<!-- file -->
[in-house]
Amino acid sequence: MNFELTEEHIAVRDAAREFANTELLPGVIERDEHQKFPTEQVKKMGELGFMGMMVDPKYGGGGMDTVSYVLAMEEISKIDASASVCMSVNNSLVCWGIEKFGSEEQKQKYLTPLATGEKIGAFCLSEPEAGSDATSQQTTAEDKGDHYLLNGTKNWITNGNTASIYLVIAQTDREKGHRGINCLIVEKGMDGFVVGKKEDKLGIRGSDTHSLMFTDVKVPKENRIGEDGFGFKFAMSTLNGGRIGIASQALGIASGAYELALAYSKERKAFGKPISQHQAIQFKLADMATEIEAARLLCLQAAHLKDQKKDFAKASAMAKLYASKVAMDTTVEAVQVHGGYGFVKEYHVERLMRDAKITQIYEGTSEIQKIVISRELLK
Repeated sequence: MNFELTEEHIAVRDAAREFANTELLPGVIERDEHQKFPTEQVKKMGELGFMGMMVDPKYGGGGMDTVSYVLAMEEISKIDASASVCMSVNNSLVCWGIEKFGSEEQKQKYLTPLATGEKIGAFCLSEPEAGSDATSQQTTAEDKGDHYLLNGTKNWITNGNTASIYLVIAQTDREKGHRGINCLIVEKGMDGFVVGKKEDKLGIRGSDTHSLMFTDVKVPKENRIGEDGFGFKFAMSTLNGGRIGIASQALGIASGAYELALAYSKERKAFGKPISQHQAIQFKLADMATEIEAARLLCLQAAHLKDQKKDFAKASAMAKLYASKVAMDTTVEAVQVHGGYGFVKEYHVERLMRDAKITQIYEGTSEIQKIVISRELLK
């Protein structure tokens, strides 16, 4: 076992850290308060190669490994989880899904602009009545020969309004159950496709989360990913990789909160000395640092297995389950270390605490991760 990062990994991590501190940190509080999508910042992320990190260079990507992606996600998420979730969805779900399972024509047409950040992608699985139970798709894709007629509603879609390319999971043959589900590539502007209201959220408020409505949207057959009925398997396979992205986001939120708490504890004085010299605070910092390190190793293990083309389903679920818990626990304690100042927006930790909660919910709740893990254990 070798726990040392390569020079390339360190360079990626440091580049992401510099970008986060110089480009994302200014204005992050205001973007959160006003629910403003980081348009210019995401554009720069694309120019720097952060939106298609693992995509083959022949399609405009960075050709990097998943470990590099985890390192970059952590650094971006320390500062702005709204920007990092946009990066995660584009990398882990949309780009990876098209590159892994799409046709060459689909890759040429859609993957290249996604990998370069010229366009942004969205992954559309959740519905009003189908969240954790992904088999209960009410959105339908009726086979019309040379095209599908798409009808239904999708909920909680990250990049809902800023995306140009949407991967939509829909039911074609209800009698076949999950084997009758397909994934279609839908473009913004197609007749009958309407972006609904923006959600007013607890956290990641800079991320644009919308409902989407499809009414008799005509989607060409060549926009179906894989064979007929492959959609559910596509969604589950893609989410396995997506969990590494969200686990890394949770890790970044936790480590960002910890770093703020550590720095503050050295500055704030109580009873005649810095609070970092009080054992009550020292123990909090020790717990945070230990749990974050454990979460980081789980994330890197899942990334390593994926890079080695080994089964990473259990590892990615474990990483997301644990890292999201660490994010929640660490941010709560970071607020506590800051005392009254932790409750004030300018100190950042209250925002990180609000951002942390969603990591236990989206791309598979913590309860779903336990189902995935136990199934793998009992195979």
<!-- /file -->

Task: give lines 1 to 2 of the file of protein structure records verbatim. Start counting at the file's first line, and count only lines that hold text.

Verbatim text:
[in-house]
Amino acid sequence: MNFELTEEHIAVRDAAREFANTELLPGVIERDEHQKFPTEQVKKMGELGFMGMMVDPKYGGGGMDTVSYVLAMEEISKIDASASVCMSVNNSLVCWGIEKFGSEEQKQKYLTPLATGEKIGAFCLSEPEAGSDATSQQTTAEDKGDHYLLNGTKNWITNGNTASIYLVIAQTDREKGHRGINCLIVEKGMDGFVVGKKEDKLGIRGSDTHSLMFTDVKVPKENRIGEDGFGFKFAMSTLNGGRIGIASQALGIASGAYELALAYSKERKAFGKPISQHQAIQFKLADMATEIEAARLLCLQAAHLKDQKKDFAKASAMAKLYASKVAMDTTVEAVQVHGGYGFVKEYHVERLMRDAKITQIYEGTSEIQKIVISRELLK